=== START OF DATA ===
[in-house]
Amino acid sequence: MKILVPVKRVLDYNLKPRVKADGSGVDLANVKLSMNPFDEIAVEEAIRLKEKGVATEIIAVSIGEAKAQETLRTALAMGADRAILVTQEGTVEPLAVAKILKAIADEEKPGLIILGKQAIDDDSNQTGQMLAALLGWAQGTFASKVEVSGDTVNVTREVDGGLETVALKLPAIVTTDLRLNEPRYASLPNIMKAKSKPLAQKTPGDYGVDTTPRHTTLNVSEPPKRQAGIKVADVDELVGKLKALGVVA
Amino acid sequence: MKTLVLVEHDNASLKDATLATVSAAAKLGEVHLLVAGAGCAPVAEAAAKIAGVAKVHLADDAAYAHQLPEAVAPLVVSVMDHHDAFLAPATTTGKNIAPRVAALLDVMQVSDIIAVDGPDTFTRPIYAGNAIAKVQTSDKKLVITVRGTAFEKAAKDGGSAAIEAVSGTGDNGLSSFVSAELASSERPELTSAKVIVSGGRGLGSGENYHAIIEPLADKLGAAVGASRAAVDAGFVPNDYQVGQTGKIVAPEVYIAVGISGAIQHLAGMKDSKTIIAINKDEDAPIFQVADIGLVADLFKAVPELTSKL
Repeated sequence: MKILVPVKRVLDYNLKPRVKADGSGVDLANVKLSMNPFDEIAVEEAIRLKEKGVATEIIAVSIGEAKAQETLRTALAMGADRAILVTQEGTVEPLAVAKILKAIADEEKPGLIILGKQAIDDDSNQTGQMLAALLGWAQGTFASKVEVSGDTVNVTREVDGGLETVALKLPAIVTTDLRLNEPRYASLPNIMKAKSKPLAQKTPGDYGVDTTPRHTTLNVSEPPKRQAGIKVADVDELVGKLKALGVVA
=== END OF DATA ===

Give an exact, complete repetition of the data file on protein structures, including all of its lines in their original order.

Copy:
[in-house]
Amino acid sequence: MKILVPVKRVLDYNLKPRVKADGSGVDLANVKLSMNPFDEIAVEEAIRLKEKGVATEIIAVSIGEAKAQETLRTALAMGADRAILVTQEGTVEPLAVAKILKAIADEEKPGLIILGKQAIDDDSNQTGQMLAALLGWAQGTFASKVEVSGDTVNVTREVDGGLETVALKLPAIVTTDLRLNEPRYASLPNIMKAKSKPLAQKTPGDYGVDTTPRHTTLNVSEPPKRQAGIKVADVDELVGKLKALGVVA
Amino acid sequence: MKTLVLVEHDNASLKDATLATVSAAAKLGEVHLLVAGAGCAPVAEAAAKIAGVAKVHLADDAAYAHQLPEAVAPLVVSVMDHHDAFLAPATTTGKNIAPRVAALLDVMQVSDIIAVDGPDTFTRPIYAGNAIAKVQTSDKKLVITVRGTAFEKAAKDGGSAAIEAVSGTGDNGLSSFVSAELASSERPELTSAKVIVSGGRGLGSGENYHAIIEPLADKLGAAVGASRAAVDAGFVPNDYQVGQTGKIVAPEVYIAVGISGAIQHLAGMKDSKTIIAINKDEDAPIFQVADIGLVADLFKAVPELTSKL
Repeated sequence: MKILVPVKRVLDYNLKPRVKADGSGVDLANVKLSMNPFDEIAVEEAIRLKEKGVATEIIAVSIGEAKAQETLRTALAMGADRAILVTQEGTVEPLAVAKILKAIADEEKPGLIILGKQAIDDDSNQTGQMLAALLGWAQGTFASKVEVSGDTVNVTREVDGGLETVALKLPAIVTTDLRLNEPRYASLPNIMKAKSKPLAQKTPGDYGVDTTPRHTTLNVSEPPKRQAGIKVADVDELVGKLKALGVVA